Nonwoven filter media delivers value throughout filter lifecycle

Filter media
Filter media can help filter manufacturers differentiate their products.

As the general public becomes more aware of the health and productivity advantages of good indoor air quality (IAQ) and the environmental sustainability and cost advantages of reduced energy consumption, air filter manufacturers are taking a closer look at the filter media they use.

No longer commodity products specified solely on purchase price, high-performance filter media can provide distinct IAQ and energy savings advantages throughout a filter’s lifecycle.

To provide the best value for their customers, filter manufacturers would be wise to consider nonwoven filter media with an electret charge.

In a properly designed filter, electret-treated nonwoven filter media can provide high initial and sustained particle capture efficiencies with a low airflow resistance, offering reduced energy consumption and costs.

Filter Lifecycle Costs
Facility managers and purchasing personnel for commercial and institutional buildings may think they have finished paying for their air filters when they pay the invoice. However, an air filter’s purchase price and maintenance costs are just a small part – 18% – of the overall costs to operate the filter.

The primary factor that determines the total lifecycle cost of a filter is energy consumption, which accounts for about 81% of the annual cost.

The cost-savings stream associated with energy can be estimated by examining the impact of a filter’s airflow resistance. With a lower airflow resistance, the heating, ventilation and air-conditioning (HVAC) system needs to overcome less resistance to deliver the required airflow, thus reducing the system’s energy consumption.

Unlike filters made with media that use only mechanical methods of particle capture, filters made with media that also incorporate an electret charge typically have less resistance to airflow, thus reducing electricity costs in use while maintaining high particle capture efficiencies.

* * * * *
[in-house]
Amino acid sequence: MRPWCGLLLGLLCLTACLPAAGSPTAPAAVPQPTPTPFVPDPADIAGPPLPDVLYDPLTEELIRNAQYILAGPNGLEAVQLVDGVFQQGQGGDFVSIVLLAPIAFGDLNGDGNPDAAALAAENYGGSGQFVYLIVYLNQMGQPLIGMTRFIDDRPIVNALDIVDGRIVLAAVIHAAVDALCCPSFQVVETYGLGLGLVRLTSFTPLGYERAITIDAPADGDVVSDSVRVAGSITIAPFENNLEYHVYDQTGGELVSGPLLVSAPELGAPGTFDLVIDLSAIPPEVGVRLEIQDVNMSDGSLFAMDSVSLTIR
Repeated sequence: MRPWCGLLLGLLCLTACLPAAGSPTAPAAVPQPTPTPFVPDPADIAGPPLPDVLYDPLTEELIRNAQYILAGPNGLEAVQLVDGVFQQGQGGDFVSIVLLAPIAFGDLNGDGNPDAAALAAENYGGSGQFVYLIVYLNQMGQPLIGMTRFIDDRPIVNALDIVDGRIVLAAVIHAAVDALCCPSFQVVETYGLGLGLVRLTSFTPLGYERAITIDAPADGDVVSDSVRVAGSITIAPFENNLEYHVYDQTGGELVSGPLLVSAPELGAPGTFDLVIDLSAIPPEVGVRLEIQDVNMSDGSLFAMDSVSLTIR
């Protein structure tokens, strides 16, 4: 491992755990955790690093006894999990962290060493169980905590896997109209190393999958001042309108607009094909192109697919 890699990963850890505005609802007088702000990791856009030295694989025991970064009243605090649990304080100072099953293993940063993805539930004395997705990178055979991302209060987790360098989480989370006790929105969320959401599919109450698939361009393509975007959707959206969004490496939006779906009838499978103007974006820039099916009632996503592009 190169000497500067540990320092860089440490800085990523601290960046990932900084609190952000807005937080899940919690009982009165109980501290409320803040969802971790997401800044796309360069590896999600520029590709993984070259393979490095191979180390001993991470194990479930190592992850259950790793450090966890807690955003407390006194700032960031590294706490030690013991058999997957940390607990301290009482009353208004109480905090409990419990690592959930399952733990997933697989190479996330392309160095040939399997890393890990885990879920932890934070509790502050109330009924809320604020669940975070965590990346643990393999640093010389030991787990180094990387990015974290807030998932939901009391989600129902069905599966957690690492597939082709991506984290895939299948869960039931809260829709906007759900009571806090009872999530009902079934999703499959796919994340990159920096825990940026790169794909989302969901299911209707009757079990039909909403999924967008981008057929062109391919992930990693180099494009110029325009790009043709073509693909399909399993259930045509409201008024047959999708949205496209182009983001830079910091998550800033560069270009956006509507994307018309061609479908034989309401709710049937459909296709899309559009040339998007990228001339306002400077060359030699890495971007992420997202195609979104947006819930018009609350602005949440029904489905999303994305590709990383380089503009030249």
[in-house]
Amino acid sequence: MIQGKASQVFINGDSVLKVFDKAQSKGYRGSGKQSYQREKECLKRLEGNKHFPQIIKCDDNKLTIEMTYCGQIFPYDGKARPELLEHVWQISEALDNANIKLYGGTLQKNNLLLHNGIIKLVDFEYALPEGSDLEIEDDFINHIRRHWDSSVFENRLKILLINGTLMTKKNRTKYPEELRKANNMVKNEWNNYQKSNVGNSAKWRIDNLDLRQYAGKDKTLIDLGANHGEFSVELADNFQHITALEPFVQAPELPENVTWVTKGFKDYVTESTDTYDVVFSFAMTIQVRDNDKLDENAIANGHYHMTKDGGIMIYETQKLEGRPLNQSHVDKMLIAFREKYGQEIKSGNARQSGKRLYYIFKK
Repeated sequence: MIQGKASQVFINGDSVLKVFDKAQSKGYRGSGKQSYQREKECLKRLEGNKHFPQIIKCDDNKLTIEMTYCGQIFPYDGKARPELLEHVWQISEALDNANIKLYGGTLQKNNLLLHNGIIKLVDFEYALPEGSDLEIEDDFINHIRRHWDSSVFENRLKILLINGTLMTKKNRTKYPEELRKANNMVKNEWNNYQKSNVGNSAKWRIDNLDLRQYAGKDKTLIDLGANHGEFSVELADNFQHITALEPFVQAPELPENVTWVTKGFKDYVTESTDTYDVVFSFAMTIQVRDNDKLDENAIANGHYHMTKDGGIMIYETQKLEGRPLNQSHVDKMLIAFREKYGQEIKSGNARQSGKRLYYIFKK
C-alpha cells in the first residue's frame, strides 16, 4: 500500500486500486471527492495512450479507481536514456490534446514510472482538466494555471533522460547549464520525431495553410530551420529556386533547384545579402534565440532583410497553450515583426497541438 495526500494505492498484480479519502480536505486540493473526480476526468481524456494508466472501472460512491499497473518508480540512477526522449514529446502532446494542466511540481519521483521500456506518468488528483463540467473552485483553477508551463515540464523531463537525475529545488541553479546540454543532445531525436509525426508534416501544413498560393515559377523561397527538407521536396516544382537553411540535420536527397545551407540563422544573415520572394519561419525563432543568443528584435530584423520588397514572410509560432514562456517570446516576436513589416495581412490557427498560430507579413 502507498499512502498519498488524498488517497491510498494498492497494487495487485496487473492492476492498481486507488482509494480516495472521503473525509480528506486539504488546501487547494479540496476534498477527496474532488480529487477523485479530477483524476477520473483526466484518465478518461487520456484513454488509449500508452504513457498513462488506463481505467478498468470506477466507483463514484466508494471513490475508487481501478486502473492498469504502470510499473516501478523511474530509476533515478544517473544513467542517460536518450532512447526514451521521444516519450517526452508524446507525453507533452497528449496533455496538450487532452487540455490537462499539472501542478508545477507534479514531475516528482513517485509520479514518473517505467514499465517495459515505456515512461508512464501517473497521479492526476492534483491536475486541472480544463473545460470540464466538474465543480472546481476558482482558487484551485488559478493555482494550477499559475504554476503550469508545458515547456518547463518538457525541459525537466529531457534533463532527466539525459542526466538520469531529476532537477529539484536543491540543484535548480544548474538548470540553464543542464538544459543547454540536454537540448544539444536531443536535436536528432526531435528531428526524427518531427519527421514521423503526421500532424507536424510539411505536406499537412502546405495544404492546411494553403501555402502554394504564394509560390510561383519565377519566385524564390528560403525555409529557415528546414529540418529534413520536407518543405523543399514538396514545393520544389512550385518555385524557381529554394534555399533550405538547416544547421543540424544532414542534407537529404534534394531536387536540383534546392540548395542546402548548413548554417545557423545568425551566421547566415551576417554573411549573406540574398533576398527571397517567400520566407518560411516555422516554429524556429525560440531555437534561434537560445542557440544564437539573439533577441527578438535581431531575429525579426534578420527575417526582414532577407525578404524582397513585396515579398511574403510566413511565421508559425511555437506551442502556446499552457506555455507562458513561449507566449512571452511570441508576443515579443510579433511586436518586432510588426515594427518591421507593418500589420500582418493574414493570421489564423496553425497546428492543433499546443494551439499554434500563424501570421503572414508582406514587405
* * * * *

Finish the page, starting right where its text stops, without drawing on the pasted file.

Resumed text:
The tab below illustrates the potential annual savings in energy costs when using a filter with electret-treated media (Filter A). Note the difference in initial airflow resistance between the electret-treated media filter and the filter (B) that uses mechanical filtration methods only.

While a saving of $83 may not seem significant, keep in mind that those savings are per filter. In larger commercial and institutional buildings with as many as 12 or more filters housed in rooftop units, the savings can quickly add up.


                                                                        Filter A                                  Filter B

Efficiency                                                      MERV 14                             MERV 14

Filter style                                                     12” deep rigid                       12” deep rigid

Initial air flow resistance                            0.27” WG                              0.60” WG

Final air flow resistance                              1.40” WG                              1.50” WG

Energy cost                                                  $301/year                             $384/year

Energy consumption modeled using the calculation: energy consumption = Q*dP*t/n*1000
Assumes 24/7/365 operation, energy cost of $0.1033/kWh, fan, motor, drive efficiency (n) of 58%; Filter A, airflow rated at 0.93 m3/second; Filter B, airflow rated at 0.94 m3/second.